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British Columbia’s new paid sick leave policy takes effect

Click to play video: 'Starting in January all B.C. workers will be eligible for five sick days a year' Starting in January all B.C. workers will be eligible for five sick days a year
B.C. introduces permanent, paid sick leave. Dan Kelly, president and CEO of the Canadian Federation Of Independent Business, joins Global News Morning to discuss what this means for small businesses. – Nov 25, 2021

Workers in British Columbia are now eligible for five paid sick days as the provincial government brings in changes to the policy affecting workers.

The government says eligible employees will be guaranteed those sick days, provided they’ve worked for their employer for at least 90 days.

Jobs Minister Harry Bains said the change will help lower-paid workers who can least afford to miss a day of paid work.

Read more: Back-to-back rallies press B.C. government for 10 paid sick days a year

The province says more than one million workers in B.C. did not have access to any paid sick leave before the new policy went into effect on Saturday.

The paid sick leave protection will apply to all workers covered by the Employment Standards Act, including part-time employees.

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The decision to set the amount of leave at five days has been criticized by some labour groups.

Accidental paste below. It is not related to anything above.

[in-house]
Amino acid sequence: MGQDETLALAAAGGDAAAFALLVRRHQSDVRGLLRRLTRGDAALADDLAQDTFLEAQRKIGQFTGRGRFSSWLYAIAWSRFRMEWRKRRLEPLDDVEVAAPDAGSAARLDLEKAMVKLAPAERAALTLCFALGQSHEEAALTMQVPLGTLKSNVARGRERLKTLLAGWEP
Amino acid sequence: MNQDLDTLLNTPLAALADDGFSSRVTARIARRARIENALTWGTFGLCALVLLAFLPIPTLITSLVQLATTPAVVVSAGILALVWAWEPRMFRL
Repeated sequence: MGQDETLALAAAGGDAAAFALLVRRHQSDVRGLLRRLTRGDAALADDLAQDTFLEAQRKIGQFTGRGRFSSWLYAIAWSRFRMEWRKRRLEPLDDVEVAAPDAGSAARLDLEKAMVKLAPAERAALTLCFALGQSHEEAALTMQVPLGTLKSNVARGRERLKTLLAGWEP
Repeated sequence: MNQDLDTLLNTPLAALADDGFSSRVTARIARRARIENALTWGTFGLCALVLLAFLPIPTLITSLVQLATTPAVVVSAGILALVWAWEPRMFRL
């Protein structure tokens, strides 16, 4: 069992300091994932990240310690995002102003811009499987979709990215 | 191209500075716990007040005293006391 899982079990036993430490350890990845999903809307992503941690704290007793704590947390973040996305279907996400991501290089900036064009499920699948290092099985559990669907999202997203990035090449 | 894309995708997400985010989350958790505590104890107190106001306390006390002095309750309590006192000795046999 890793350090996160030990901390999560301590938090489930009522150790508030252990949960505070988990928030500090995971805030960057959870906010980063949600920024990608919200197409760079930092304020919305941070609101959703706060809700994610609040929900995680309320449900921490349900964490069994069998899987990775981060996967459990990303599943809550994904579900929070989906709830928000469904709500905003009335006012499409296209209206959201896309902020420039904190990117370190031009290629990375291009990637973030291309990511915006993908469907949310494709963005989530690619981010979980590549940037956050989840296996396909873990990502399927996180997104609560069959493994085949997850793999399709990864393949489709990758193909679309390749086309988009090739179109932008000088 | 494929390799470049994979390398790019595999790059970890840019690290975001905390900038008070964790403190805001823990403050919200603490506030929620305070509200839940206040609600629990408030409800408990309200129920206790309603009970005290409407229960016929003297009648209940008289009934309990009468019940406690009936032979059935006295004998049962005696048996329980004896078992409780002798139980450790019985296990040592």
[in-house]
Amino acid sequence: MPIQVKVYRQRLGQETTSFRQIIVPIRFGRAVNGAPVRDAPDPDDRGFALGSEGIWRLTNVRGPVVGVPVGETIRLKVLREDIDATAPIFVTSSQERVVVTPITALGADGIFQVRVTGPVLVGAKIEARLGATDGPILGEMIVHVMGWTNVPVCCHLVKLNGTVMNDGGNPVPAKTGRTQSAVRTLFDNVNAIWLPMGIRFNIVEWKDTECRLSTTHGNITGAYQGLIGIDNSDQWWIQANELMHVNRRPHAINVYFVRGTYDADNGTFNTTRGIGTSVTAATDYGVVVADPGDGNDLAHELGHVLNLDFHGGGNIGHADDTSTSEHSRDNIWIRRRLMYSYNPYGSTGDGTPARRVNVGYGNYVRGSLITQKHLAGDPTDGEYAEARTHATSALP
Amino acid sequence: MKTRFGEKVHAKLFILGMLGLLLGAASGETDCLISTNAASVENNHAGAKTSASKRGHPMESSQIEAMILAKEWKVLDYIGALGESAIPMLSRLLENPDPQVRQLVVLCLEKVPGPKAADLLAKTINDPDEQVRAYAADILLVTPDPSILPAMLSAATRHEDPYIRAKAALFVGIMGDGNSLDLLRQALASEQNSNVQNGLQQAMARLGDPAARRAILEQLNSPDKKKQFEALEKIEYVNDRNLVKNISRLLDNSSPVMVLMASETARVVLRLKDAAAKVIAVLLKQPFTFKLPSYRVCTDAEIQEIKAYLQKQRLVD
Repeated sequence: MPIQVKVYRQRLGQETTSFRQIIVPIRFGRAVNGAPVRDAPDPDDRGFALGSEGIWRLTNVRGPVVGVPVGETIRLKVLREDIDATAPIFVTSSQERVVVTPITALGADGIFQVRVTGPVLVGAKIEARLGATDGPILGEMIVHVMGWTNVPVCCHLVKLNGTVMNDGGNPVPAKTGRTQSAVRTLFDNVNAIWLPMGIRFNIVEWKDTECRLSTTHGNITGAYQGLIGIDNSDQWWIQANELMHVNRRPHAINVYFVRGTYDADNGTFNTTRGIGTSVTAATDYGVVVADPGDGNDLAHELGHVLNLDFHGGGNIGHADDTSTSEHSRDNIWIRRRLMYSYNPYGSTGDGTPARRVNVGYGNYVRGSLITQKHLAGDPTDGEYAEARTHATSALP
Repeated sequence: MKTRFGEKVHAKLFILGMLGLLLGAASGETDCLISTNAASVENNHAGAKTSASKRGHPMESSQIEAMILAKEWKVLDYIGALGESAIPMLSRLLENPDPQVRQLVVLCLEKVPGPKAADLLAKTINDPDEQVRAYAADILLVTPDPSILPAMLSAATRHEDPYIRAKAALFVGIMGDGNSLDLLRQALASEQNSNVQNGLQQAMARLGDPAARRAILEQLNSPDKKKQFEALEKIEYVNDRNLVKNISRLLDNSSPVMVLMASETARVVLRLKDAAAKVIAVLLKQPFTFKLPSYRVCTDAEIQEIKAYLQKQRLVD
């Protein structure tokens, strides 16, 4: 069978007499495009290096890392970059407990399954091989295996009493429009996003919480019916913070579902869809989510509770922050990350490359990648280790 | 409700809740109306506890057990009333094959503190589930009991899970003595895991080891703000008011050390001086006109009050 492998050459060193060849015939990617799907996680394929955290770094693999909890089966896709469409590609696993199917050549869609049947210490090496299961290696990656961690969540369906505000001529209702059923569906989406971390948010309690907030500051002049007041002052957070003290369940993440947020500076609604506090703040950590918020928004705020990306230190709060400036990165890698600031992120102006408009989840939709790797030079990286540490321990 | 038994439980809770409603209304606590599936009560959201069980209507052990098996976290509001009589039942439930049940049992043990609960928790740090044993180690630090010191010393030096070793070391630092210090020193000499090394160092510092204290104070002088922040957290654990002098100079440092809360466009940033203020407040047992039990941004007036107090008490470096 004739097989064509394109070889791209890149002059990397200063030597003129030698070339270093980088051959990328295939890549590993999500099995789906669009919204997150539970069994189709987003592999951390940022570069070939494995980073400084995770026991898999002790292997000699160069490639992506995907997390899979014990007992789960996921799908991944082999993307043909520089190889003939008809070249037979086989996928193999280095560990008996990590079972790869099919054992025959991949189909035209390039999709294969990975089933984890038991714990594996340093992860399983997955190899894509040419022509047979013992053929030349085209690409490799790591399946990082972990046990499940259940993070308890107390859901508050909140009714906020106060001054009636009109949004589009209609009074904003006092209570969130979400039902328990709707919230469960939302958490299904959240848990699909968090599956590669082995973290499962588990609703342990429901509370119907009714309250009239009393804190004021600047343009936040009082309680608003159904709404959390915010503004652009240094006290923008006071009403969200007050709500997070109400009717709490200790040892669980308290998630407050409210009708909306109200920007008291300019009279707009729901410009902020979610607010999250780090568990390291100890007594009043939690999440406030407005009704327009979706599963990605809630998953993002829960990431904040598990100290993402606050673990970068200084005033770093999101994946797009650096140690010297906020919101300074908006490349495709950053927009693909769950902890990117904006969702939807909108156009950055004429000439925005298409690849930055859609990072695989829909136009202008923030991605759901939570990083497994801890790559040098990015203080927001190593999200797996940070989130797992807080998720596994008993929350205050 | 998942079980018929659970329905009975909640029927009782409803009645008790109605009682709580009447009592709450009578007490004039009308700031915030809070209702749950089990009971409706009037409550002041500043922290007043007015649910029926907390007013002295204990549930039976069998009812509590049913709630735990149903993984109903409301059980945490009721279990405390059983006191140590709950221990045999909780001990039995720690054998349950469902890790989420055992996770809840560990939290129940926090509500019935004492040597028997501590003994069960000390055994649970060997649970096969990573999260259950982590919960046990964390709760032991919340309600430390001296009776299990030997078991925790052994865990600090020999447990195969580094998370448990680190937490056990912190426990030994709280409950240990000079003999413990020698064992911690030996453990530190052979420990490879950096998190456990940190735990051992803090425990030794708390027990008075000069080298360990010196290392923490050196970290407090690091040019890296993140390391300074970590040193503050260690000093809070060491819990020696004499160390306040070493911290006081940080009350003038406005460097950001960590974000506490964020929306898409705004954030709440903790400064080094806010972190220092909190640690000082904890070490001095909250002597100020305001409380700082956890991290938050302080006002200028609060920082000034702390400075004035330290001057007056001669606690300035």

Click to play video: 'Labour advocates slam B.C.’s new permanent paid sick leave program' Labour advocates slam B.C.’s new permanent paid sick leave program
Labour advocates slam B.C.’s new permanent paid sick leave program – Nov 24, 2021

The B.C. Federation of Labour has said the B.C. government’s data indicates that while workers may take an average of 4.8 sick days annually, countries like New Zealand, Australia, Sweden and Germany have 10 days or more.

Bains said the government’s decision to bring in a new policy on sick leave is good for businesses and workers.

“Paid sick leave is good for workers, good for employers and good for our economy,” Bains said.

The provincial government says other changes coming in 2022 include making public transit free for kids under the age of 12.

Read more: How much paid sick leave should be offered in B.C.? Residents can weigh in until Monday

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It will also expand its $10-a-day child care program.

The federal government and B.C. reached a deal in July with an aim of reaching an average of $10-per-day child care in regulated spaces for children under six years old before 2027.

The deal aims to create 30,000 new spaces in B.C. in the next five years, with fees for regulated spaces cut in half by the end of 2022.

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